In this podcast, we talked with Nathalie Dubois-Stringfellow, Senior Vice President of Product Development and Management at Sangamo about Sangamo’s work in gene therapy and the latest data on Sangamo’s gene therapy product candidate for Fabry disease.
I began the interview by asking Nathalie if she could talk about Sangamo and the company’s pipeline. She explained that Sangamo is a genomic medicine company dedicated to translating groundbreaking science into medicine. Their technology includes gene therapy, genome editing, and cell therapy.
Their zinc finger nucleus platform allows them to edit genes either by adding genes, deleting genes, repairing mutation, repressing the expression of the gene, or activating. It is a vast area of technology that they can apply to a variety of diseases.
Using their breakthrough technology, they were the first to edit human genes, treat patients with gene edited T cells, treat patients with in vivo genome editing, and treat patients with engineered T cells.
Our current clinical focus is on Fabry disease, a rare genetic disease and Hemophilia A sickle cell disease.
She then described their recent clinical data on ST-920, a gene therapy product candidate for Fabry disease, that continues to be generally well-tolerated and presents sustained α-Gal A activity based on data from nine patients.
She said that they were extremely excited about the result of this Phase I-II clinical trial. Fabry disease is an inherited disorder that is caused by mutation of the galactosidase alpha (GLA) genes which leads to deficient alpha-galactosidase A (α-Gal A) enzyme activity. This enzyme normally breaks down a fatty substance called globotriaosylceramide and without this enzyme this fatty substance builds up in the cells throughout the body, particularly in the skin, kidneys, heart, and nervous system.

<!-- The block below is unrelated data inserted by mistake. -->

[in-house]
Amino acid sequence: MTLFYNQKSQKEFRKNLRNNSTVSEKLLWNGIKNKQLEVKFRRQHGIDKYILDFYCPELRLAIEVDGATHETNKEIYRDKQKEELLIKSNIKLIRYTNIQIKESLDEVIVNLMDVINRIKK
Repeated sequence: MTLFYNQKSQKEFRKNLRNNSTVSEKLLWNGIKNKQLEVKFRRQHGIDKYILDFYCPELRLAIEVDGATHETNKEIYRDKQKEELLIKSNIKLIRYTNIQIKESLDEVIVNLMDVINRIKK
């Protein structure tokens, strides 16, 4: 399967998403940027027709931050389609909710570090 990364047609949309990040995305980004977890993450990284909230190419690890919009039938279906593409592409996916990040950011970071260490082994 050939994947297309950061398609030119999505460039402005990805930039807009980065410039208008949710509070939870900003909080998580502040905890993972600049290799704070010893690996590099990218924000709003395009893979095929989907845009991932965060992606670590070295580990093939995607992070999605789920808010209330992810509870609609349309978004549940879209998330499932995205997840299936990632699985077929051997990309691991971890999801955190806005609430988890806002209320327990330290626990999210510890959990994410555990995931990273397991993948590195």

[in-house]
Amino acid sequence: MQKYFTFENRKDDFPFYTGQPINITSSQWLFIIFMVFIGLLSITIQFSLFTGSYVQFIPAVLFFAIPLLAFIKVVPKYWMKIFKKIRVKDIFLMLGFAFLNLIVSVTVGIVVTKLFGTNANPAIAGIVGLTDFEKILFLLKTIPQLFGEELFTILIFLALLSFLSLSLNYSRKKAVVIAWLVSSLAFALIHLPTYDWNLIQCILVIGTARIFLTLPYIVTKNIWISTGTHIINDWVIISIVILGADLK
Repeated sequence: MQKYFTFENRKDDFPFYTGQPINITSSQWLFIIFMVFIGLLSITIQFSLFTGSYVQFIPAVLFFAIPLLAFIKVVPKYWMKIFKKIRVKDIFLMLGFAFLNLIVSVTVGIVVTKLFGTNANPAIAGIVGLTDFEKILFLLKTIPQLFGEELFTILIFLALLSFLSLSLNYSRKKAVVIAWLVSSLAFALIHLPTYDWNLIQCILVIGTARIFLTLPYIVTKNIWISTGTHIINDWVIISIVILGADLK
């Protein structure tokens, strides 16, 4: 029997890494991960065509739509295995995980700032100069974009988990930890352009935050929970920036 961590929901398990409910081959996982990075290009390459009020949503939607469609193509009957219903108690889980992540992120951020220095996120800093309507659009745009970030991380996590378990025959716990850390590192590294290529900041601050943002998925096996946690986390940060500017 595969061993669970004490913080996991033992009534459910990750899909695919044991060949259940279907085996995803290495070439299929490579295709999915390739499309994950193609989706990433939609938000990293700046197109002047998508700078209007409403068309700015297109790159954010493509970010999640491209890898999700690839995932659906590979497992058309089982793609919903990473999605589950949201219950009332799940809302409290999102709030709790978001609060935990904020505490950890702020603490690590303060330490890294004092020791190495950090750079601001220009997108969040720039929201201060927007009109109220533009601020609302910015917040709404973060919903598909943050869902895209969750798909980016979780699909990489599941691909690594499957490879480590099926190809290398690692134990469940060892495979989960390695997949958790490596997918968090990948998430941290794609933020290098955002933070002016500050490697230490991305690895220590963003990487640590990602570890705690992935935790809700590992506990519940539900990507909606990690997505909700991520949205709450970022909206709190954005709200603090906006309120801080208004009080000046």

The current standard of care for Fabry disease is an intravenous infusion of the missing enzyme, the treatment being called enzyme replacement therapy or ERT. This provides a high concentration of the missing enzyme for a very short time and the treatment has to be repeated in those patient every two weeks. It’s a very cumbersome infusion that can take several hours and typically needs to be done in the hospital, thus negatively impacting patient quality of life.
Sangamo’s approach is a one-time therapy treatment where the gene for the missing enzyme is delivered to the liver cells of the patient, which are then acting as cell factory for producing the missing enzyme.
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